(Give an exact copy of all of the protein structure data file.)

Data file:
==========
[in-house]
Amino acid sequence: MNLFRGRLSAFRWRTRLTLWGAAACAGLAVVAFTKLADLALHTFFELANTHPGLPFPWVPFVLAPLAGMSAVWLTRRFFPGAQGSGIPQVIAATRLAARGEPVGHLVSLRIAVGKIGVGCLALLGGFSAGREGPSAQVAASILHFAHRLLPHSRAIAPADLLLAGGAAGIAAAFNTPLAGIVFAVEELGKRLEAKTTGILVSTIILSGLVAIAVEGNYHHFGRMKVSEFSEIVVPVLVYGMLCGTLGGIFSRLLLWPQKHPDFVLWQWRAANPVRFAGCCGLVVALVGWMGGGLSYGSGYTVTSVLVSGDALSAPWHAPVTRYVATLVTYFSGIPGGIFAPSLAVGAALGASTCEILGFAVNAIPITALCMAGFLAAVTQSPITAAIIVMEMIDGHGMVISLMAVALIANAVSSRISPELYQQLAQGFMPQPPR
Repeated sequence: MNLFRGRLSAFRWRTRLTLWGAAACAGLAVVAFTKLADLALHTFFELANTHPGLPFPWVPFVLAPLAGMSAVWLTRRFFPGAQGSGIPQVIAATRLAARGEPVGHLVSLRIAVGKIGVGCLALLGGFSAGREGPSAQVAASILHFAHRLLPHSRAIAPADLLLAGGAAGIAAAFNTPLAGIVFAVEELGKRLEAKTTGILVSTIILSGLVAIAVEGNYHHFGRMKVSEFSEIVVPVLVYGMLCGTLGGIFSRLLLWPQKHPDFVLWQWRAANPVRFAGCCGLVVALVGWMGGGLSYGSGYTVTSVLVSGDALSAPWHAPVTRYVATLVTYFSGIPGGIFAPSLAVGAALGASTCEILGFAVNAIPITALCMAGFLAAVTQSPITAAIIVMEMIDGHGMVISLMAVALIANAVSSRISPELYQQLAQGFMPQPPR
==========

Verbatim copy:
[in-house]
Amino acid sequence: MNLFRGRLSAFRWRTRLTLWGAAACAGLAVVAFTKLADLALHTFFELANTHPGLPFPWVPFVLAPLAGMSAVWLTRRFFPGAQGSGIPQVIAATRLAARGEPVGHLVSLRIAVGKIGVGCLALLGGFSAGREGPSAQVAASILHFAHRLLPHSRAIAPADLLLAGGAAGIAAAFNTPLAGIVFAVEELGKRLEAKTTGILVSTIILSGLVAIAVEGNYHHFGRMKVSEFSEIVVPVLVYGMLCGTLGGIFSRLLLWPQKHPDFVLWQWRAANPVRFAGCCGLVVALVGWMGGGLSYGSGYTVTSVLVSGDALSAPWHAPVTRYVATLVTYFSGIPGGIFAPSLAVGAALGASTCEILGFAVNAIPITALCMAGFLAAVTQSPITAAIIVMEMIDGHGMVISLMAVALIANAVSSRISPELYQQLAQGFMPQPPR
Repeated sequence: MNLFRGRLSAFRWRTRLTLWGAAACAGLAVVAFTKLADLALHTFFELANTHPGLPFPWVPFVLAPLAGMSAVWLTRRFFPGAQGSGIPQVIAATRLAARGEPVGHLVSLRIAVGKIGVGCLALLGGFSAGREGPSAQVAASILHFAHRLLPHSRAIAPADLLLAGGAAGIAAAFNTPLAGIVFAVEELGKRLEAKTTGILVSTIILSGLVAIAVEGNYHHFGRMKVSEFSEIVVPVLVYGMLCGTLGGIFSRLLLWPQKHPDFVLWQWRAANPVRFAGCCGLVVALVGWMGGGLSYGSGYTVTSVLVSGDALSAPWHAPVTRYVATLVTYFSGIPGGIFAPSLAVGAALGASTCEILGFAVNAIPITALCMAGFLAAVTQSPITAAIIVMEMIDGHGMVISLMAVALIANAVSSRISPELYQQLAQGFMPQPPR